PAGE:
Louise Walker, Research Communications Officer at Alzheimer’s Society, looks back on dementia research in 2017.
This time last year, I wrote about what 2017 might hold for dementia research. There was excitement for the Dementia Research Institute, we were looking forward to seeing advances in care research and predicted that this year we’d find out more about the Alzheimer’s hallmark protein tau. So how accurate was I? Well, the world of research is a hard one to predict but even so I think I’m getting quite good with a crystal ball.
The UK Dementia Research Institute gets underway
We announced the establishment of the groundbreaking UK Dementia Research Institute in 2016 along with our partners the Medical Research Council and Alzheimer’s Research UK.
In April 2017, we were excited to reveal the locations of the six centres that will form the institute. The hub is at UCL and the other centres are at King’s College London, Cardiff University, the University of Cambridge, Imperial College London and the University of Edinburgh. Each centre is being overseen by amazing researchers with innovative ideas and the first programmes of work have been announced. Some of the projects are already underway.
Also just announced in December, the UK Dementia Research Institute is also seeking an Associate Director to lead the institute’s Care & Technology programme. This innovative £20 million programme is expected to use science and technology to significantly improve the quality of life for people affected by dementia
Tau structure uncovered
We did indeed find out more about the tau protein this year. Researchers at the MRC Laboratory of Molecular Biology discovered the structure of the tau protein at the microscopic level. This is important because it means that researchers can identify areas of the protein that could be targets for future treatments. As Alzheimer’s Society’s Head of Research James Pickett says, this finding ‘could take us into a new era of drug design.’
Revolutionising dementia care
Research into a cure for dementia is very important, but we also need to make sure that people living with dementia today are receiving the best quality of care. With this in mind, in 2017 Alzheimer’s Society established the first three ‘Centres of Excellence’, which will bring together expert researchers to tackle the most pressing areas of need in dementia care.
- Professor Louise Robinson will lead a centre at the University of Newcastle and it will address how we can better support people after a diagnosis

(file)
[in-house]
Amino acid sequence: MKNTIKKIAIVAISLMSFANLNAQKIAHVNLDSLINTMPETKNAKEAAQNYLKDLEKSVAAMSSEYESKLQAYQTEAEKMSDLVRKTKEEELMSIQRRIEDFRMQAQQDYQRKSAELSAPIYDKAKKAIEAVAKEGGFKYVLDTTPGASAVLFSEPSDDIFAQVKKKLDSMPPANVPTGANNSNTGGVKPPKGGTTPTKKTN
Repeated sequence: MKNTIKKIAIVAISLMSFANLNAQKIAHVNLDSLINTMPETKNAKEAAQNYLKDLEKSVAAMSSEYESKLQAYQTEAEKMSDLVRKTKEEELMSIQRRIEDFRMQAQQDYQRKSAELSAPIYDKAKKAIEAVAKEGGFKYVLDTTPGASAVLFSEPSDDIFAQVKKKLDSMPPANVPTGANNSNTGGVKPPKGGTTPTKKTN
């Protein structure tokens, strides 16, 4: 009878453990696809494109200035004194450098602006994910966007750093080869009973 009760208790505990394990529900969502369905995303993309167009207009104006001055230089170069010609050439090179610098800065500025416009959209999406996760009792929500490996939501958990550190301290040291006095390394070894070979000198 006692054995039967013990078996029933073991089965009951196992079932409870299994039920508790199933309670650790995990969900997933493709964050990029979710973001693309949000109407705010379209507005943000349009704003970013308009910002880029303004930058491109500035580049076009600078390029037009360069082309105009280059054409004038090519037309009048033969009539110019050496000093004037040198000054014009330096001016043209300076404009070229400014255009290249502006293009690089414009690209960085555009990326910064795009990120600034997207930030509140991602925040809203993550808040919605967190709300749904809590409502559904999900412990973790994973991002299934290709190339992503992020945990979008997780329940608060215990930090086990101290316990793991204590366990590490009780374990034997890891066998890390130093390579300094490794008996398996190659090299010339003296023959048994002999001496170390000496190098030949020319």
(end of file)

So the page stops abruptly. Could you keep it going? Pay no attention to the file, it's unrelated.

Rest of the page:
- Dr Claudia Cooper will establish a centre at University College London to help people with dementia to live more independently at home
- Professor Linda Clare at the University of Exeter will build on the existing IDEAL project to understand how to help people to live well with dementia.
Shedding a light on sport, concussion and dementia
The issue of the long-term consequences of head injury in sport really came into the spotlight in 2017. Reports appeared frequently in the news about the fact that many former footballers – including some from the beloved England 1966 World Cup Squad – were living with dementia. A paper identifying signs of dementia in the brains of former footballers also caught the media’s attention.
This increased interest led to questions about whether heading footballs – particularly the heavy, leather ones used in the 1960s – could increase risk of dementia. In light of these questions, Alzheimer’s Society held a roundtable with head injury and dementia experts from across the UK. What became clear was that there is a need for more research to be done in this area as currently there is little in the way of good quality evidence. It is important to understand more so that people can play sport as safely as possible, especially as evidence shows that physical activity is one of the best things you can do to reduce risk of dementia.
Great results for Alzheimer’s Society researchers
Our funding was involved in a number of exciting findings this year. A project that we co-funded has uncovered a new potential pathway in Alzheimer’s disease that could be targeted by existing drugs. We also partly funded a report for the Lancet Commission that did an indepth analysis of existing studies in dementia risk, finding that over a third of cases of dementia could be prevented by changes to lifestyle. One of our research fellows also identified two new genes that were linked to dementia risk.
All in all, 2017 has been an excellent year for establishing exciting new initiatives, and we have made important steps forward in our understanding of some of the causes and risk factors for dementia.
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